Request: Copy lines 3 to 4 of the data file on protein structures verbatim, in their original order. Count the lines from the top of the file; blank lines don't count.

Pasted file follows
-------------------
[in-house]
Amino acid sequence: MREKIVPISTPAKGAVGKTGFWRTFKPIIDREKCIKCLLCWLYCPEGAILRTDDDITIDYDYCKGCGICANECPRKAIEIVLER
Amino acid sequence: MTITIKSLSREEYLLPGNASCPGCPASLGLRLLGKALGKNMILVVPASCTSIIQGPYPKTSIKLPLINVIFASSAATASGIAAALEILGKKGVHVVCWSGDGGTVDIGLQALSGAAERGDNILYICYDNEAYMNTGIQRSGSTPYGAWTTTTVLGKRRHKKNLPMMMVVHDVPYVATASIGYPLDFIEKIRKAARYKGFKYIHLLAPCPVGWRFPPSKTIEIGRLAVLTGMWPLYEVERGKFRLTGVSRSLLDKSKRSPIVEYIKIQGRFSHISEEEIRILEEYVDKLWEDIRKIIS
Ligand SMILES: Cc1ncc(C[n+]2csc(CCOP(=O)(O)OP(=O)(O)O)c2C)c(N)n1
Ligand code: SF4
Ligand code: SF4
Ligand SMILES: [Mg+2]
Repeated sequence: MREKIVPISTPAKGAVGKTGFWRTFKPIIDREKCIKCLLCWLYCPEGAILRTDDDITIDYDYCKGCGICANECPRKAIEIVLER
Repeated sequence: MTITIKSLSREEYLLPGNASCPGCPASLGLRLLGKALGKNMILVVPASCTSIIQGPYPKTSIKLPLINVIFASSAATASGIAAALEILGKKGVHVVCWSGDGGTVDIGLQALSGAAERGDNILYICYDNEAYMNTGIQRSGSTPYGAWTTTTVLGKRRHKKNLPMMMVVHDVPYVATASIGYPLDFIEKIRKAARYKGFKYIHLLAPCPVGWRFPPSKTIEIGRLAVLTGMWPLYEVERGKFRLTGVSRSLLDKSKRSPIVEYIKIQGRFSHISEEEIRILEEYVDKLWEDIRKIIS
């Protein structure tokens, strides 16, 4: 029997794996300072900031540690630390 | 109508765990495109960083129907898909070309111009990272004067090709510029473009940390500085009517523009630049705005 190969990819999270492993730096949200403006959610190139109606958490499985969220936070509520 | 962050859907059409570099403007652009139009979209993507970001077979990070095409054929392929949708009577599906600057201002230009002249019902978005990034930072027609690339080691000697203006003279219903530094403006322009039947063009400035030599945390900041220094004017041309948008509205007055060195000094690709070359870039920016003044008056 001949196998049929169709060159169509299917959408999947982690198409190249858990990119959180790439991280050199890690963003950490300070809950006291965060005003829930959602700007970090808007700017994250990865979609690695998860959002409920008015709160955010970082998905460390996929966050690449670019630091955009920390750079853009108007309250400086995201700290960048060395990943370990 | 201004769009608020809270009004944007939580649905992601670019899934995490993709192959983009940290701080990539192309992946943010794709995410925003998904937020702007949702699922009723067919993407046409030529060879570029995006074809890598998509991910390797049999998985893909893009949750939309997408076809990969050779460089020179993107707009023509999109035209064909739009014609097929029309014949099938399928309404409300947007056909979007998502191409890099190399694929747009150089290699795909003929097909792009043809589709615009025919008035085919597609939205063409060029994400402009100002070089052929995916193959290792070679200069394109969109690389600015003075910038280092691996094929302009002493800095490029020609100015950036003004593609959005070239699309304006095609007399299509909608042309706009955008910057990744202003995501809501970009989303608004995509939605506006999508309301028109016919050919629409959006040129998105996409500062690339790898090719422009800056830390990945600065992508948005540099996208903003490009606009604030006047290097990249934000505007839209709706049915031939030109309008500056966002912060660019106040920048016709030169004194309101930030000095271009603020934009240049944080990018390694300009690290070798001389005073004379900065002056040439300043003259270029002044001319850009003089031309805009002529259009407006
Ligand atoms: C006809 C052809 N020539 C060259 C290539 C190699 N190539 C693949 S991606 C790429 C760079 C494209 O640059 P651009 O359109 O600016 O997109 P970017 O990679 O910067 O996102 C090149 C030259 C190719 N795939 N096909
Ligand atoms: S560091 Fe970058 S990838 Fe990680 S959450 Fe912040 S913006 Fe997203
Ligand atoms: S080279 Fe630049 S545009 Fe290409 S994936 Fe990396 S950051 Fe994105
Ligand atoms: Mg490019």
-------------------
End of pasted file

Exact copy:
Amino acid sequence: MTITIKSLSREEYLLPGNASCPGCPASLGLRLLGKALGKNMILVVPASCTSIIQGPYPKTSIKLPLINVIFASSAATASGIAAALEILGKKGVHVVCWSGDGGTVDIGLQALSGAAERGDNILYICYDNEAYMNTGIQRSGSTPYGAWTTTTVLGKRRHKKNLPMMMVVHDVPYVATASIGYPLDFIEKIRKAARYKGFKYIHLLAPCPVGWRFPPSKTIEIGRLAVLTGMWPLYEVERGKFRLTGVSRSLLDKSKRSPIVEYIKIQGRFSHISEEEIRILEEYVDKLWEDIRKIIS
Ligand SMILES: Cc1ncc(C[n+]2csc(CCOP(=O)(O)OP(=O)(O)O)c2C)c(N)n1